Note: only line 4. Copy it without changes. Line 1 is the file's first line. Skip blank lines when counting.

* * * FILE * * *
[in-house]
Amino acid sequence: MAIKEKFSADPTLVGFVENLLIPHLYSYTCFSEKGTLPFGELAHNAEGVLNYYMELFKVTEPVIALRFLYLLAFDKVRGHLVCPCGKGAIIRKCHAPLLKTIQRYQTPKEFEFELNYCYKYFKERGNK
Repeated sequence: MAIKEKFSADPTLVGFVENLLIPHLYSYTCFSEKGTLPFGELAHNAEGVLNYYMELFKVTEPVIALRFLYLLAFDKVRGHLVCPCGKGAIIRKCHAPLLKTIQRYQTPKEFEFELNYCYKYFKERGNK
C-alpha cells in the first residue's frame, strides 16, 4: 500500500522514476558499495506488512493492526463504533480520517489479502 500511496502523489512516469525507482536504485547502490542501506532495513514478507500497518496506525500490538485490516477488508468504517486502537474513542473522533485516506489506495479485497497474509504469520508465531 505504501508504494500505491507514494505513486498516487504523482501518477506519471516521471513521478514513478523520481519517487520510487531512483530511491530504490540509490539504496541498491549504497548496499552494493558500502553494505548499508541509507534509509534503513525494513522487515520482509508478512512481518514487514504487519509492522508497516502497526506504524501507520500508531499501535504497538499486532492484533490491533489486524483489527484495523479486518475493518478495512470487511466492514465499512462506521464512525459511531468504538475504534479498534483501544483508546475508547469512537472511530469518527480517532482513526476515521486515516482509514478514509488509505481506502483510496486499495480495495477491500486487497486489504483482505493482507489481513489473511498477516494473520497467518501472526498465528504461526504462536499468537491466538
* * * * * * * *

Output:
C-alpha cells in the first residue's frame, strides 16, 4: 500500500522514476558499495506488512493492526463504533480520517489479502 500511496502523489512516469525507482536504485547502490542501506532495513514478507500497518496506525500490538485490516477488508468504517486502537474513542473522533485516506489506495479485497497474509504469520508465531 505504501508504494500505491507514494505513486498516487504523482501518477506519471516521471513521478514513478523520481519517487520510487531512483530511491530504490540509490539504496541498491549504497548496499552494493558500502553494505548499508541509507534509509534503513525494513522487515520482509508478512512481518514487514504487519509492522508497516502497526506504524501507520500508531499501535504497538499486532492484533490491533489486524483489527484495523479486518475493518478495512470487511466492514465499512462506521464512525459511531468504538475504534479498534483501544483508546475508547469512537472511530469518527480517532482513526476515521486515516482509514478514509488509505481506502483510496486499495480495495477491500486487497486489504483482505493482507489481513489473511498477516494473520497467518501472526498465528504461526504462536499468537491466538